Report: 108K Virginia youth are obese

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Photo Credit: niroworld

In Virginia, 108,000 young people ages 10 to 17 have obesity, according to the newest data released Thursday.

The obesity rate in Virginia for this age group, 13.2 percent, has held steady in recent years and ranks as the 34th highest in the nation. The data come from the 2017 and 2018 National Survey of Children’s Health (NSCH), along with analysis conducted by the Health Resources and Services Administration’s Maternal and Child Health Bureau. Nationwide, 4.8 million young people ages 10 to 17, or 15.3 percent, have obesity.

The data are included in State of Childhood Obesity: Helping All Children Grow up Healthy, a new report from the Robert Wood Johnson Foundation (RWJF). This first-ever report includes the best available data on national and state childhood obesity rates, policies that can help address the epidemic, and features stories about local communities taking action. The full release, including videos and interactive data features, can be found at www.stateofchildhoodobesity.org.

“These new data show that this challenge touches the lives of far too many children in this country, and that Black and Hispanic youth are still at greater risk than their White and Asian peers,” said Richard Besser, MD, president and CEO of RWJF. “The Robert Wood Johnson Foundation is committed to reducing the rates of childhood obesity across the nation. We know it won’t be easy, or quick. We know it will require policy changes at every level of government, and we’re working alongside others to implement shifts that will make it easier for kids and their families to be healthy.” Over roughly the last decade, RWJF has committed more than $1 billion to helping all children grow up at a healthy weight.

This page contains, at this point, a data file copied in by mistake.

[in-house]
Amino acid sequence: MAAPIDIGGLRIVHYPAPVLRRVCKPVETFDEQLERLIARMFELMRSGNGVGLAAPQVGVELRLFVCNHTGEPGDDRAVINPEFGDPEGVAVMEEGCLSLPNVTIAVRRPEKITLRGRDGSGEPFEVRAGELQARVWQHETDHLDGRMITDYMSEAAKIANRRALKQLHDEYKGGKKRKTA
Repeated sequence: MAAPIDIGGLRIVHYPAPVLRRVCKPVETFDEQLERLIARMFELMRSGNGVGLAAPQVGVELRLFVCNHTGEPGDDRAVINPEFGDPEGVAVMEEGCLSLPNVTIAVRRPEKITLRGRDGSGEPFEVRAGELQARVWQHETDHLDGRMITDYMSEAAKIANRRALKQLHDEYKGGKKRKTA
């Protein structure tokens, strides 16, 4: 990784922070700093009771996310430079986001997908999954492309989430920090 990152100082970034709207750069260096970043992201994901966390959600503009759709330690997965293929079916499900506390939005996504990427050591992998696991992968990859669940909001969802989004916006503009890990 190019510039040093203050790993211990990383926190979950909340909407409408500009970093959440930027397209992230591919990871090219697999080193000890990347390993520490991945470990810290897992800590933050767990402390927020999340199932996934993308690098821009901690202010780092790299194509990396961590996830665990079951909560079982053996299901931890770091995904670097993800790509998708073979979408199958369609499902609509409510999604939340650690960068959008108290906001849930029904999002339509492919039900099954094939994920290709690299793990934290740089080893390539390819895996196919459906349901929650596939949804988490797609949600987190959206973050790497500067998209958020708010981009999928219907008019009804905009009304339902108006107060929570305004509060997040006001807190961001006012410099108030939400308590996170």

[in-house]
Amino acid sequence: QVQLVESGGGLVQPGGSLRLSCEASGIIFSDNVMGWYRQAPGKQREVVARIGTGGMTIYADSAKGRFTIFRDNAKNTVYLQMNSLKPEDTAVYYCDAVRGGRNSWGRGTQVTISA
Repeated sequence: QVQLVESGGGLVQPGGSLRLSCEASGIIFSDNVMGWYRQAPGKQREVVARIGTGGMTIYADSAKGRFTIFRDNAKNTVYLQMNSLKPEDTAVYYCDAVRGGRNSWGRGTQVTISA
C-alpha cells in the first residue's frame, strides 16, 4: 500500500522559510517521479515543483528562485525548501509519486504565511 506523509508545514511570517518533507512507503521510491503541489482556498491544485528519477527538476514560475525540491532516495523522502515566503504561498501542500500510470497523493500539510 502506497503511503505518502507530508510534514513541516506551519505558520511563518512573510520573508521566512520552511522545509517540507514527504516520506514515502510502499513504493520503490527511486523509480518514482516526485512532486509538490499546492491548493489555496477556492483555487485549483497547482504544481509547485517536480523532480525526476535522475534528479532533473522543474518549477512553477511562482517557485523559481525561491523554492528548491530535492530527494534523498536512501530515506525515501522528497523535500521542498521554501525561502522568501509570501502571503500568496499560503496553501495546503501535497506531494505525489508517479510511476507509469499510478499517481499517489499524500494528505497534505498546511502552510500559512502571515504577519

RWJF includes several policy recommendations in the report that would help ensure more children in the United States have consistent access to healthy foods from the earliest days of life, in order to help them grow up at a healthy weight.

Among the recommendations:

  • The U.S. Department of Agriculture should rescind proposed changes to the Supplemental Nutrition Assistance Program (SNAP), or food stamps, that would cause millions of participants to lose their benefits. Nearly one-thirdof children age 4 or younger participate in SNAP in a given month.
  • USDA should maintain nutrition standards for school meals that were in effect prior to December 2018, and current nutrition standards for school snacks.
  • As USDA revises the food package for WIC, the Special Supplemental Nutrition Program for Women, Infants, and Children, all recommendations should be scientifically based.
  • The Centers for Disease Control and Prevention (CDC) should have adequate resources to provide grants to all 50 states to implement multi-sector campaigns to address obesity.
  • State policymakers should allow cities and counties the flexibility to regulate, tax or otherwise enact strong legislation related to children’s health and healthy communities.

 



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